Class Explores Why 'Wisdom Really Matters'
An English professor at Alma College uses literature, spirituality and service learning to teach students about wisdom and why it matters.
William Palmer created Wisdom: Cool Mind Warm Heart, a first-year seminar, in 2010 after finding inspiration at a men’s rites of passage retreat in New Mexico, he says. The Dana Professor of English has successfully taught the course four times now.
“The retreat at Ghost Ranch discussed how young men need mentors while on the male journey,” he says. “I thought about how all people need mentors, though. This class is a way for me to provide that kind of environment. Not many classes in the country explore wisdom with undergraduate students.”
In addition to learning from their elders by interviewing them at Masonic Pathways, a long-term care facility, students teach reading assignments in pairs. Palmer says he is amazed at how talented students are at teaching.
“Students come up with techniques and ideas that I wouldn’t have, which makes the class both surprising and engaging,” he says. “They grow to see themselves as teachers as well as learners.”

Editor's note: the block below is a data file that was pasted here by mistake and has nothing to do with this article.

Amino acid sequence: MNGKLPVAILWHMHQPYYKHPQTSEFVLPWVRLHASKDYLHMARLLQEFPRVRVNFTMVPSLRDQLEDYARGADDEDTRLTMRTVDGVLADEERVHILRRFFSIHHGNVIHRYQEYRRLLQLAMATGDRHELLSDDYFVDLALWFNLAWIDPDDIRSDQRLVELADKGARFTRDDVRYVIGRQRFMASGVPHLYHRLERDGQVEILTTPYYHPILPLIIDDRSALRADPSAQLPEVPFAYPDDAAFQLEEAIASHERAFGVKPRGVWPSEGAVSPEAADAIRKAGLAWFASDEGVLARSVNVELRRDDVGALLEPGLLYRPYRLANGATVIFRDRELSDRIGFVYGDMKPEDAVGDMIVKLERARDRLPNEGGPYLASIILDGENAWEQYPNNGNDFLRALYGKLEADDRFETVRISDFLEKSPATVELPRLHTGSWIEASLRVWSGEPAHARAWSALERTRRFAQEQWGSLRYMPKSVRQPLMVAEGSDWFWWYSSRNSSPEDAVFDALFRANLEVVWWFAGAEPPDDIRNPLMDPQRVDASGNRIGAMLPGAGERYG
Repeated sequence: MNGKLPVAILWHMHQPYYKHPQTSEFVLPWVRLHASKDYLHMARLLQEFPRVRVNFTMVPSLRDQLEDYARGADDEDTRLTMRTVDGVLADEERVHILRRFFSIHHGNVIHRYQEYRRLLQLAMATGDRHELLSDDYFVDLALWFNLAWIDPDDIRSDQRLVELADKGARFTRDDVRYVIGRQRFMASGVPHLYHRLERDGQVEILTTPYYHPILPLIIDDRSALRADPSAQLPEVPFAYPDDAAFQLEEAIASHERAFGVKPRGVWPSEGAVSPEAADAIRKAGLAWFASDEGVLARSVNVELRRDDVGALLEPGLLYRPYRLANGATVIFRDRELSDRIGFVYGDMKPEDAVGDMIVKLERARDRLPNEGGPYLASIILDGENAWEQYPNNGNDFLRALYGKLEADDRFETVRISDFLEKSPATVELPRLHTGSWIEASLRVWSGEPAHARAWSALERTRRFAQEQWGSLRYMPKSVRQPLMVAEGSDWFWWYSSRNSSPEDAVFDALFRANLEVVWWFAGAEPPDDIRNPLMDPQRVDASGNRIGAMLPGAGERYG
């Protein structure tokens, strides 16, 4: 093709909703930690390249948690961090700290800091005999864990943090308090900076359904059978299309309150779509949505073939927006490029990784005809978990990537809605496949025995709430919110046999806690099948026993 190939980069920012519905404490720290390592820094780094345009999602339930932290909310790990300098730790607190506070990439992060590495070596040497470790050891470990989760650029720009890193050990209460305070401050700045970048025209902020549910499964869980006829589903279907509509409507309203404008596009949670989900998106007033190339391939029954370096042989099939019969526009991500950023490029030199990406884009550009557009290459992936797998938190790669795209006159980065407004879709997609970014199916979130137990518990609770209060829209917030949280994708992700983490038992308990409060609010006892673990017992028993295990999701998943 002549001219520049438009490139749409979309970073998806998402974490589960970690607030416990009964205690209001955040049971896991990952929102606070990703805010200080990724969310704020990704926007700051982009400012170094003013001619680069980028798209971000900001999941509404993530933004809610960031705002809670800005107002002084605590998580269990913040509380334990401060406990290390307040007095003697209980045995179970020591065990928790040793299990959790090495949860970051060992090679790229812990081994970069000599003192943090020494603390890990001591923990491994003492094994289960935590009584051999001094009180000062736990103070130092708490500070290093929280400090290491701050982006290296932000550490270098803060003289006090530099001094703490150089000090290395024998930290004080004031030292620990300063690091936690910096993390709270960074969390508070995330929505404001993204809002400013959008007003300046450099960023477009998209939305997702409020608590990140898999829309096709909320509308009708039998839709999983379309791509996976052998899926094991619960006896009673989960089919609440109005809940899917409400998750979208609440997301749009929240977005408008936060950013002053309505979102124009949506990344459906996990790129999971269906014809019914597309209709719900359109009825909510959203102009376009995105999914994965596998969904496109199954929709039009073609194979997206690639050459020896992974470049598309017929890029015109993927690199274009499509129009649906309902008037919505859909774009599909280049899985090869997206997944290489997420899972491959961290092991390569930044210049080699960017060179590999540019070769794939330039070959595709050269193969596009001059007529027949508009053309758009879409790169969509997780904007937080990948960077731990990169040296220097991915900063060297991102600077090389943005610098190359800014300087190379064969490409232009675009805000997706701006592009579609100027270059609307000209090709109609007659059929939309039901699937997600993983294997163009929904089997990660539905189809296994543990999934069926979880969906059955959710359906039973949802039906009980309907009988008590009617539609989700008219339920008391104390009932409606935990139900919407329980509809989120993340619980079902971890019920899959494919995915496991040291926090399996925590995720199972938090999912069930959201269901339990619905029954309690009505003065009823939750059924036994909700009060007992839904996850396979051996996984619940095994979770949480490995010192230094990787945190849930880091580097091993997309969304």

While Palmer admits that he cannot directly help his students be wise, he can indirectly plant wisdom seeds that other classes at Alma will water and nourish. Life experiences help these seeds grow, he says.
“If the course succeeds, my students will realize wisdom does matter,” he says. “They also will realize that college is more than receiving information. College is about what you’re going to do with that information and how you’re going to apply it to your life and to society.”
A student interviews a Masonic Pathways resident.
Palmer notes that wisdom is not typically something many people ponder. Through the class, his students learn to focus on the present, to pay close attention to nature and the beauty it provides, and to quiet their minds through meditation, he says.
“What you learn in class has to be routed to real life, so students often share meaningful personal stories about themselves,” he says. “Wisdom breaks barriers and creates tolerance. Wise people aren’t afraid to be open.”
To put a stricter definition on wisdom, Palmer describes it as a deep knowing that involves spirituality, reason and emotion. Wisdom also involves recognizing and dealing with pain, he says.
“Wisdom is being aware of joy, pain and change and embracing all of it,” he says. “I’m 60 now. I couldn’t have taught this course at 25 or 30. When you grow older, you grow more grateful for wisdom, and you know why it matters.”
Posted: Wed, October 10th, 2012 at 1:14PM